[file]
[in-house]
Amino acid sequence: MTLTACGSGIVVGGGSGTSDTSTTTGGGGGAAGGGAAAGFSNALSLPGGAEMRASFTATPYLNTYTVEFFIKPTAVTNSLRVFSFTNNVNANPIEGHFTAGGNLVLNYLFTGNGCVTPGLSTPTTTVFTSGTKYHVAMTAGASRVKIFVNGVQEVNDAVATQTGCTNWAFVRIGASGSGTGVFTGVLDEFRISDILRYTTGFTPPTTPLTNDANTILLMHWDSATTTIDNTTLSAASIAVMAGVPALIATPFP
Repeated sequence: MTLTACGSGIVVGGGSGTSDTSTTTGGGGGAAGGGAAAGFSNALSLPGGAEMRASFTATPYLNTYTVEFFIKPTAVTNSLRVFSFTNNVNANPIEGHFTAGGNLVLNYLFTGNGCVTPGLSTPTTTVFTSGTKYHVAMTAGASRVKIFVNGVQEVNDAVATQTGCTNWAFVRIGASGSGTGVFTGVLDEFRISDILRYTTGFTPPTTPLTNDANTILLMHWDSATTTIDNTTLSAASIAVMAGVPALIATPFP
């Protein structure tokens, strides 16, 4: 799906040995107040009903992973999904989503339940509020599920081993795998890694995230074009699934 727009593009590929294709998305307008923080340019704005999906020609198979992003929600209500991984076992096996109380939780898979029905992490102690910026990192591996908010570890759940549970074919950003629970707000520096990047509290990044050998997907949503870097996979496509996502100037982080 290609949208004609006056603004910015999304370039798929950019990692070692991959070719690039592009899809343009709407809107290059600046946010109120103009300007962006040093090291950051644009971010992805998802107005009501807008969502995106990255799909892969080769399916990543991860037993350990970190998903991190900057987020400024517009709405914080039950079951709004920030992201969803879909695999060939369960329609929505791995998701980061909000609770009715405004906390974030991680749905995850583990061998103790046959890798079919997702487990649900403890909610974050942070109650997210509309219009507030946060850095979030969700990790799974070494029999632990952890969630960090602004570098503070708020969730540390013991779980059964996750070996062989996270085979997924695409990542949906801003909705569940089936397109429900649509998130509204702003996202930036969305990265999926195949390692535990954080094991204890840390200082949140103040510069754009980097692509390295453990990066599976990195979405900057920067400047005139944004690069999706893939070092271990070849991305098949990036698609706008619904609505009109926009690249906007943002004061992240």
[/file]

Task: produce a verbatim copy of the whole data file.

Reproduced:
[in-house]
Amino acid sequence: MTLTACGSGIVVGGGSGTSDTSTTTGGGGGAAGGGAAAGFSNALSLPGGAEMRASFTATPYLNTYTVEFFIKPTAVTNSLRVFSFTNNVNANPIEGHFTAGGNLVLNYLFTGNGCVTPGLSTPTTTVFTSGTKYHVAMTAGASRVKIFVNGVQEVNDAVATQTGCTNWAFVRIGASGSGTGVFTGVLDEFRISDILRYTTGFTPPTTPLTNDANTILLMHWDSATTTIDNTTLSAASIAVMAGVPALIATPFP
Repeated sequence: MTLTACGSGIVVGGGSGTSDTSTTTGGGGGAAGGGAAAGFSNALSLPGGAEMRASFTATPYLNTYTVEFFIKPTAVTNSLRVFSFTNNVNANPIEGHFTAGGNLVLNYLFTGNGCVTPGLSTPTTTVFTSGTKYHVAMTAGASRVKIFVNGVQEVNDAVATQTGCTNWAFVRIGASGSGTGVFTGVLDEFRISDILRYTTGFTPPTTPLTNDANTILLMHWDSATTTIDNTTLSAASIAVMAGVPALIATPFP
């Protein structure tokens, strides 16, 4: 799906040995107040009903992973999904989503339940509020599920081993795998890694995230074009699934 727009593009590929294709998305307008923080340019704005999906020609198979992003929600209500991984076992096996109380939780898979029905992490102690910026990192591996908010570890759940549970074919950003629970707000520096990047509290990044050998997907949503870097996979496509996502100037982080 290609949208004609006056603004910015999304370039798929950019990692070692991959070719690039592009899809343009709407809107290059600046946010109120103009300007962006040093090291950051644009971010992805998802107005009501807008969502995106990255799909892969080769399916990543991860037993350990970190998903991190900057987020400024517009709405914080039950079951709004920030992201969803879909695999060939369960329609929505791995998701980061909000609770009715405004906390974030991680749905995850583990061998103790046959890798079919997702487990649900403890909610974050942070109650997210509309219009507030946060850095979030969700990790799974070494029999632990952890969630960090602004570098503070708020969730540390013991779980059964996750070996062989996270085979997924695409990542949906801003909705569940089936397109429900649509998130509204702003996202930036969305990265999926195949390692535990954080094991204890840390200082949140103040510069754009980097692509390295453990990066599976990195979405900057920067400047005139944004690069999706893939070092271990070849991305098949990036698609706008619904609505009109926009690249906007943002004061992240």